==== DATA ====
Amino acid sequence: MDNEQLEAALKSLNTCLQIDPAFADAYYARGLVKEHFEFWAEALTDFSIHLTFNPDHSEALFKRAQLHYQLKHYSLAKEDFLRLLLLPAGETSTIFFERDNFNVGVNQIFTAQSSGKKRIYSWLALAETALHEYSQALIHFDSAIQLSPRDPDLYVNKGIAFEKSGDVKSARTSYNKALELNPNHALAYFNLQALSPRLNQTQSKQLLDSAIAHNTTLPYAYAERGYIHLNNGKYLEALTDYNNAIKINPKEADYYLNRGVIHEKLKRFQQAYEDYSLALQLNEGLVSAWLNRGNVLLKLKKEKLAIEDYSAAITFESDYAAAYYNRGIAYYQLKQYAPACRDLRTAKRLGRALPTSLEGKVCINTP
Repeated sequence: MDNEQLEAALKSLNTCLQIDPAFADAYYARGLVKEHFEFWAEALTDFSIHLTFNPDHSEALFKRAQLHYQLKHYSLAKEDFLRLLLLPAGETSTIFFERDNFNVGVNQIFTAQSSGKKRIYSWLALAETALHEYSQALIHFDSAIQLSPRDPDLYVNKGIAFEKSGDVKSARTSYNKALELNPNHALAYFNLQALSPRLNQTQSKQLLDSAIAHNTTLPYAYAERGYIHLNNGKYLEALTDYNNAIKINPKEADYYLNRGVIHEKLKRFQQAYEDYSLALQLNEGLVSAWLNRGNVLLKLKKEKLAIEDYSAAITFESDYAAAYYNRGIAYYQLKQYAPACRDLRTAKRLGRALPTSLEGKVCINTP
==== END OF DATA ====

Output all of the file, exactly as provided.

Amino acid sequence: MDNEQLEAALKSLNTCLQIDPAFADAYYARGLVKEHFEFWAEALTDFSIHLTFNPDHSEALFKRAQLHYQLKHYSLAKEDFLRLLLLPAGETSTIFFERDNFNVGVNQIFTAQSSGKKRIYSWLALAETALHEYSQALIHFDSAIQLSPRDPDLYVNKGIAFEKSGDVKSARTSYNKALELNPNHALAYFNLQALSPRLNQTQSKQLLDSAIAHNTTLPYAYAERGYIHLNNGKYLEALTDYNNAIKINPKEADYYLNRGVIHEKLKRFQQAYEDYSLALQLNEGLVSAWLNRGNVLLKLKKEKLAIEDYSAAITFESDYAAAYYNRGIAYYQLKQYAPACRDLRTAKRLGRALPTSLEGKVCINTP
Repeated sequence: MDNEQLEAALKSLNTCLQIDPAFADAYYARGLVKEHFEFWAEALTDFSIHLTFNPDHSEALFKRAQLHYQLKHYSLAKEDFLRLLLLPAGETSTIFFERDNFNVGVNQIFTAQSSGKKRIYSWLALAETALHEYSQALIHFDSAIQLSPRDPDLYVNKGIAFEKSGDVKSARTSYNKALELNPNHALAYFNLQALSPRLNQTQSKQLLDSAIAHNTTLPYAYAERGYIHLNNGKYLEALTDYNNAIKINPKEADYYLNRGVIHEKLKRFQQAYEDYSLALQLNEGLVSAWLNRGNVLLKLKKEKLAIEDYSAAITFESDYAAAYYNRGIAYYQLKQYAPACRDLRTAKRLGRALPTSLEGKVCINTP